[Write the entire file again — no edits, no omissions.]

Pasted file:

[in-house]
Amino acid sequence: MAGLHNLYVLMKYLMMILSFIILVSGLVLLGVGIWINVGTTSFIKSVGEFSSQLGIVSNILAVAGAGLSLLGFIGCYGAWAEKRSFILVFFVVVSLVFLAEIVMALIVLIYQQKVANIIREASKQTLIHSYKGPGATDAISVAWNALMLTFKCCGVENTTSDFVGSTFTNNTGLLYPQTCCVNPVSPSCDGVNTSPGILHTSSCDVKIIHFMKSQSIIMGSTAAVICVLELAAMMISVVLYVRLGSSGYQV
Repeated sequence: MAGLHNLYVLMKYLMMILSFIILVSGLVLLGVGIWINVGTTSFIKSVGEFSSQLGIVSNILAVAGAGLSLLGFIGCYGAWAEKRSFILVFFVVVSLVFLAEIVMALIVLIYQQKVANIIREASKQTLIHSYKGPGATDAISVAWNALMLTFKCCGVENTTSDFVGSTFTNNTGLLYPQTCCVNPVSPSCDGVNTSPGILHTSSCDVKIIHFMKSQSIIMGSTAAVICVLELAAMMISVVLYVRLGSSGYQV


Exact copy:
[in-house]
Amino acid sequence: MAGLHNLYVLMKYLMMILSFIILVSGLVLLGVGIWINVGTTSFIKSVGEFSSQLGIVSNILAVAGAGLSLLGFIGCYGAWAEKRSFILVFFVVVSLVFLAEIVMALIVLIYQQKVANIIREASKQTLIHSYKGPGATDAISVAWNALMLTFKCCGVENTTSDFVGSTFTNNTGLLYPQTCCVNPVSPSCDGVNTSPGILHTSSCDVKIIHFMKSQSIIMGSTAAVICVLELAAMMISVVLYVRLGSSGYQV
Repeated sequence: MAGLHNLYVLMKYLMMILSFIILVSGLVLLGVGIWINVGTTSFIKSVGEFSSQLGIVSNILAVAGAGLSLLGFIGCYGAWAEKRSFILVFFVVVSLVFLAEIVMALIVLIYQQKVANIIREASKQTLIHSYKGPGATDAISVAWNALMLTFKCCGVENTTSDFVGSTFTNNTGLLYPQTCCVNPVSPSCDGVNTSPGILHTSSCDVKIIHFMKSQSIIMGSTAAVICVLELAAMMISVVLYVRLGSSGYQV